People often assume that when two parents are divorcing and there's a child involved that only one parent will be awarded custody. There have been many cases in the United States where the courts have seen one parent as the better option and awarded them sole custody of the child, but joint custody is also an option. Depending on the type of relationship two parents have and how they want to raise their child, they may be able to agree that joint custody is the best option for a number of reasons.
Both parents have the responsibility of caring for the child mentally, physically, emotionally and financially. It is already difficult to do when parents are together, but when they are separated or divorced, they may find the task is a bit more difficult. Parents may decide to feud over child custody and one may be awarded sole custody, but they may not know how much the other parents will be involved in the child's life. This can create a problem for the parent who is the primary caregiver of the child.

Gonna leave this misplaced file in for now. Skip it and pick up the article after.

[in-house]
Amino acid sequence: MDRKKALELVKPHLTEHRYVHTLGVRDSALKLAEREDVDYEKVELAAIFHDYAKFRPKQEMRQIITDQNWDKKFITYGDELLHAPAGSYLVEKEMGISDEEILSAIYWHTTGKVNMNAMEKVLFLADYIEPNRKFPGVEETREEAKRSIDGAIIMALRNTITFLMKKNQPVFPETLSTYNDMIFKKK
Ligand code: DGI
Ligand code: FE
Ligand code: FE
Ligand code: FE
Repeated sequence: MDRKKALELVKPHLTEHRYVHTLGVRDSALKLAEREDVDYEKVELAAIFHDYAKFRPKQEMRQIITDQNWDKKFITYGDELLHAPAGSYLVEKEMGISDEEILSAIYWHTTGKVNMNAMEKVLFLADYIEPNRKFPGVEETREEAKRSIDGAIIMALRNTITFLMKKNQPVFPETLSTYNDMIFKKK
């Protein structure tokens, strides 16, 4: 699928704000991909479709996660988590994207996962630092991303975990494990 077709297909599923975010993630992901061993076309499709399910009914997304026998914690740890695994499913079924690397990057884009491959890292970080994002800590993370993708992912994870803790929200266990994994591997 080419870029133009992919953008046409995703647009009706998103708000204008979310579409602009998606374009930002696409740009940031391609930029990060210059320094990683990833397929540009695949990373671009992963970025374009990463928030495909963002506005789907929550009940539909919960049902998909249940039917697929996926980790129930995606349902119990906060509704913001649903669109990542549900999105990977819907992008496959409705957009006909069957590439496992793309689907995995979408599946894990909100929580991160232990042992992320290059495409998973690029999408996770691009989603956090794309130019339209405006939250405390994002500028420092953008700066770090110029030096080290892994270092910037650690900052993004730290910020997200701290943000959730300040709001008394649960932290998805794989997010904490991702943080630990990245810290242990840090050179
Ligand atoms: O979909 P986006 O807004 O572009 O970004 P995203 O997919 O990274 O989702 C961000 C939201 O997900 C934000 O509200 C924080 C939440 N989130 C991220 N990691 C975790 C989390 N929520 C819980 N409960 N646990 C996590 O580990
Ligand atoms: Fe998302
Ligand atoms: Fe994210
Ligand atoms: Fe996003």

Two parents deciding that joint custody is the best option is something that occurs more often than people think that it does. Often times, parents realize the importance of both parents being present in the child's life and continuing to maintain a healthy relationship with them. One parent may want to have sole custody, but for the sake of the child, they may agree to joint custody.
Anyone currently deciding what type of child custody they would like to seek should consider contacting an attorney at the Law Office of Nancy H. Boler. There are a number of arrangements that parents may be able to agree on when it comes to child custody, but not all are in the best interests of the child. Joint custody is a smart option, and even though parents may not like that they do not have sole custody, it is important to the child that both parents be actively involved in their life.